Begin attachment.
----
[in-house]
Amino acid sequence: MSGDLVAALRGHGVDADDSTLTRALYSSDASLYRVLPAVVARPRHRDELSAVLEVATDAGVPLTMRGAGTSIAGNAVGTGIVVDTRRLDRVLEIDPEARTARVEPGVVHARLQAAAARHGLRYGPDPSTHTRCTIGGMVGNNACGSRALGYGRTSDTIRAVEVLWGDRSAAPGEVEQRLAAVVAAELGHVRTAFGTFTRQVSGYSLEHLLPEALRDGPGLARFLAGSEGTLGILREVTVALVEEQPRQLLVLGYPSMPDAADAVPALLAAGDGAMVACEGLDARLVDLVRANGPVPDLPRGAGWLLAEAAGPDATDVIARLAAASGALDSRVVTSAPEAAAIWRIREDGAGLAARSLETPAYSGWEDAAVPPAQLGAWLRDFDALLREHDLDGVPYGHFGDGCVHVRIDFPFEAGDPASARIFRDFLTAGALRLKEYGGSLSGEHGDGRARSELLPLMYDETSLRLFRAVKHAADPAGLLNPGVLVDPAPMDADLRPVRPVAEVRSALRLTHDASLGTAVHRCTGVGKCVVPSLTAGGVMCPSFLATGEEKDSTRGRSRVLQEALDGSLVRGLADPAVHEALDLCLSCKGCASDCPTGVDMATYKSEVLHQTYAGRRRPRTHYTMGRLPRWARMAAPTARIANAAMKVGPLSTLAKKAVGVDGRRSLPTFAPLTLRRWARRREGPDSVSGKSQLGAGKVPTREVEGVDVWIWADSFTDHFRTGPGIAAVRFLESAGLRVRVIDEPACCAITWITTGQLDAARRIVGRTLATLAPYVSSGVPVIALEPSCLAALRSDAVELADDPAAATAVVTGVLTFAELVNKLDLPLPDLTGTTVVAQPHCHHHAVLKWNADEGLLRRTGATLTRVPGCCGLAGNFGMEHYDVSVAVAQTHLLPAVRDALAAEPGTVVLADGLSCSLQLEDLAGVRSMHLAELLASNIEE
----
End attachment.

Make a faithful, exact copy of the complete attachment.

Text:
[in-house]
Amino acid sequence: MSGDLVAALRGHGVDADDSTLTRALYSSDASLYRVLPAVVARPRHRDELSAVLEVATDAGVPLTMRGAGTSIAGNAVGTGIVVDTRRLDRVLEIDPEARTARVEPGVVHARLQAAAARHGLRYGPDPSTHTRCTIGGMVGNNACGSRALGYGRTSDTIRAVEVLWGDRSAAPGEVEQRLAAVVAAELGHVRTAFGTFTRQVSGYSLEHLLPEALRDGPGLARFLAGSEGTLGILREVTVALVEEQPRQLLVLGYPSMPDAADAVPALLAAGDGAMVACEGLDARLVDLVRANGPVPDLPRGAGWLLAEAAGPDATDVIARLAAASGALDSRVVTSAPEAAAIWRIREDGAGLAARSLETPAYSGWEDAAVPPAQLGAWLRDFDALLREHDLDGVPYGHFGDGCVHVRIDFPFEAGDPASARIFRDFLTAGALRLKEYGGSLSGEHGDGRARSELLPLMYDETSLRLFRAVKHAADPAGLLNPGVLVDPAPMDADLRPVRPVAEVRSALRLTHDASLGTAVHRCTGVGKCVVPSLTAGGVMCPSFLATGEEKDSTRGRSRVLQEALDGSLVRGLADPAVHEALDLCLSCKGCASDCPTGVDMATYKSEVLHQTYAGRRRPRTHYTMGRLPRWARMAAPTARIANAAMKVGPLSTLAKKAVGVDGRRSLPTFAPLTLRRWARRREGPDSVSGKSQLGAGKVPTREVEGVDVWIWADSFTDHFRTGPGIAAVRFLESAGLRVRVIDEPACCAITWITTGQLDAARRIVGRTLATLAPYVSSGVPVIALEPSCLAALRSDAVELADDPAAATAVVTGVLTFAELVNKLDLPLPDLTGTTVVAQPHCHHHAVLKWNADEGLLRRTGATLTRVPGCCGLAGNFGMEHYDVSVAVAQTHLLPAVRDALAAEPGTVVLADGLSCSLQLEDLAGVRSMHLAELLASNIEE